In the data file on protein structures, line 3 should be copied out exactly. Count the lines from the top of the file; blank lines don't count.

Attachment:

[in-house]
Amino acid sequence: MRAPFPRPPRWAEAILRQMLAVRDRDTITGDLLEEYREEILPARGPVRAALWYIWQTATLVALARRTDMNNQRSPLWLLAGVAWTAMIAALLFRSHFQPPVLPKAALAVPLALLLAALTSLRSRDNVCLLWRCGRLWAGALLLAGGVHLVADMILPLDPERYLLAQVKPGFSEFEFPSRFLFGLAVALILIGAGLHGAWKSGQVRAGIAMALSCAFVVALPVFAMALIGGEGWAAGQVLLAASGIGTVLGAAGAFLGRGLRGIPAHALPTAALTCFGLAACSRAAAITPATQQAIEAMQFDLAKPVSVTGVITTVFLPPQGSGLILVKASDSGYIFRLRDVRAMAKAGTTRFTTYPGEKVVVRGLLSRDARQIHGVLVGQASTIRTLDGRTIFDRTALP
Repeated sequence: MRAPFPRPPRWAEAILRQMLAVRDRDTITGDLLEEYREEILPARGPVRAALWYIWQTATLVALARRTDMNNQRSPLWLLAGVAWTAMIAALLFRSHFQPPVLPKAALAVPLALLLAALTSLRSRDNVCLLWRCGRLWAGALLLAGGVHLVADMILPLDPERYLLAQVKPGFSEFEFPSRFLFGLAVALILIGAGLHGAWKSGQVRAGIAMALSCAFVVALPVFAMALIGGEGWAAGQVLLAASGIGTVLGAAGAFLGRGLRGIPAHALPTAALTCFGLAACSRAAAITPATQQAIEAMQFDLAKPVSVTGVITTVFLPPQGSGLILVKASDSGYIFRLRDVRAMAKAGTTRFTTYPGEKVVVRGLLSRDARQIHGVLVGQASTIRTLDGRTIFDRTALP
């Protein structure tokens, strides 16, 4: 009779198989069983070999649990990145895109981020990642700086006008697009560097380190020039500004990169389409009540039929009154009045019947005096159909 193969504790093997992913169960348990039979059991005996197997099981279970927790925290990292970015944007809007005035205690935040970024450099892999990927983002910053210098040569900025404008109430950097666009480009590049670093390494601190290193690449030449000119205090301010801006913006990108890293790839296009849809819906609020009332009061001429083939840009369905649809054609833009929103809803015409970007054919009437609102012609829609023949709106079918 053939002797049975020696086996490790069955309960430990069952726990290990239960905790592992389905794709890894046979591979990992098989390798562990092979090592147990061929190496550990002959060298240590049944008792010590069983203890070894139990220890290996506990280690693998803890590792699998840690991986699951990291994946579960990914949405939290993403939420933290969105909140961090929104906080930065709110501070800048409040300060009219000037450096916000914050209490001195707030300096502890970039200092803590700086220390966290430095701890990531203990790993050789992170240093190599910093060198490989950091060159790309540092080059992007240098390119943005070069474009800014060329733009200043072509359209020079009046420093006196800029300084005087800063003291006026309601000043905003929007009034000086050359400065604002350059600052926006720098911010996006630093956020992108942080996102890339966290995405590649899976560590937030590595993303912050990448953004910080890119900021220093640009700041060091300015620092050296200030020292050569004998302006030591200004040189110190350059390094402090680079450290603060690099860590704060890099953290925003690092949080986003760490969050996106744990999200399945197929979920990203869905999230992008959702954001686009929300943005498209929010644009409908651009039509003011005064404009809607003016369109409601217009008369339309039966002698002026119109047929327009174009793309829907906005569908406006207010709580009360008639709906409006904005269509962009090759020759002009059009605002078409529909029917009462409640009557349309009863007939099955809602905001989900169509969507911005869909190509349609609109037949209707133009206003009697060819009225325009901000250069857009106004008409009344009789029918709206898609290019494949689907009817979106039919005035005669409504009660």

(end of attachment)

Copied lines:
Repeated sequence: MRAPFPRPPRWAEAILRQMLAVRDRDTITGDLLEEYREEILPARGPVRAALWYIWQTATLVALARRTDMNNQRSPLWLLAGVAWTAMIAALLFRSHFQPPVLPKAALAVPLALLLAALTSLRSRDNVCLLWRCGRLWAGALLLAGGVHLVADMILPLDPERYLLAQVKPGFSEFEFPSRFLFGLAVALILIGAGLHGAWKSGQVRAGIAMALSCAFVVALPVFAMALIGGEGWAAGQVLLAASGIGTVLGAAGAFLGRGLRGIPAHALPTAALTCFGLAACSRAAAITPATQQAIEAMQFDLAKPVSVTGVITTVFLPPQGSGLILVKASDSGYIFRLRDVRAMAKAGTTRFTTYPGEKVVVRGLLSRDARQIHGVLVGQASTIRTLDGRTIFDRTALP